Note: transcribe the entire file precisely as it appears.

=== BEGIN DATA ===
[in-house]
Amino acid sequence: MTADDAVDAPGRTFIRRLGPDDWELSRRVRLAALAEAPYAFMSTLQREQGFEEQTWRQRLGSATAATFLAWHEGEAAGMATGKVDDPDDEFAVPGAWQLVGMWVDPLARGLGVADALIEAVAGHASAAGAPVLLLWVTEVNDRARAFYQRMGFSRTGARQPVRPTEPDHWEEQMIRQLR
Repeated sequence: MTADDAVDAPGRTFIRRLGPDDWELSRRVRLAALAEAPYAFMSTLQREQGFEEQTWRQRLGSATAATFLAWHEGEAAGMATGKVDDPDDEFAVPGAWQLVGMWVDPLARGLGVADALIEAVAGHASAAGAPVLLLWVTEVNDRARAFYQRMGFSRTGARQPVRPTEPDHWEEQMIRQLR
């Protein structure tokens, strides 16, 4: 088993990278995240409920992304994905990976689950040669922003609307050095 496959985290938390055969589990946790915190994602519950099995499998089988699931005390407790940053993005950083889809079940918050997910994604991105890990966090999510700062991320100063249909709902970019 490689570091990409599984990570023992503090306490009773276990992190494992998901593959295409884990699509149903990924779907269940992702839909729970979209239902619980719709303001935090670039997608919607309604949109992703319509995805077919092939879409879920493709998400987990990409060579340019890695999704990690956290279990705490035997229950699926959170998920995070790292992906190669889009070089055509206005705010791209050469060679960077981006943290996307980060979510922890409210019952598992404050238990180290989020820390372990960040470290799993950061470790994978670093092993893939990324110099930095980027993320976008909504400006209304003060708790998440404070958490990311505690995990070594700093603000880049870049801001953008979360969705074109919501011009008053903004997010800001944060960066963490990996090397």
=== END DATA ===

[in-house]
Amino acid sequence: MTADDAVDAPGRTFIRRLGPDDWELSRRVRLAALAEAPYAFMSTLQREQGFEEQTWRQRLGSATAATFLAWHEGEAAGMATGKVDDPDDEFAVPGAWQLVGMWVDPLARGLGVADALIEAVAGHASAAGAPVLLLWVTEVNDRARAFYQRMGFSRTGARQPVRPTEPDHWEEQMIRQLR
Repeated sequence: MTADDAVDAPGRTFIRRLGPDDWELSRRVRLAALAEAPYAFMSTLQREQGFEEQTWRQRLGSATAATFLAWHEGEAAGMATGKVDDPDDEFAVPGAWQLVGMWVDPLARGLGVADALIEAVAGHASAAGAPVLLLWVTEVNDRARAFYQRMGFSRTGARQPVRPTEPDHWEEQMIRQLR
């Protein structure tokens, strides 16, 4: 088993990278995240409920992304994905990976689950040669922003609307050095 496959985290938390055969589990946790915190994602519950099995499998089988699931005390407790940053993005950083889809079940918050997910994604991105890990966090999510700062991320100063249909709902970019 490689570091990409599984990570023992503090306490009773276990992190494992998901593959295409884990699509149903990924779907269940992702839909729970979209239902619980719709303001935090670039997608919607309604949109992703319509995805077919092939879409879920493709998400987990990409060579340019890695999704990690956290279990705490035997229950699926959170998920995070790292992906190669889009070089055509206005705010791209050469060679960077981006943290996307980060979510922890409210019952598992404050238990180290989020820390372990960040470290799993950061470790994978670093092993893939990324110099930095980027993320976008909504400006209304003060708790998440404070958490990311505690995990070594700093603000880049870049801001953008979360969705074109919501011009008053903004997010800001944060960066963490990996090397």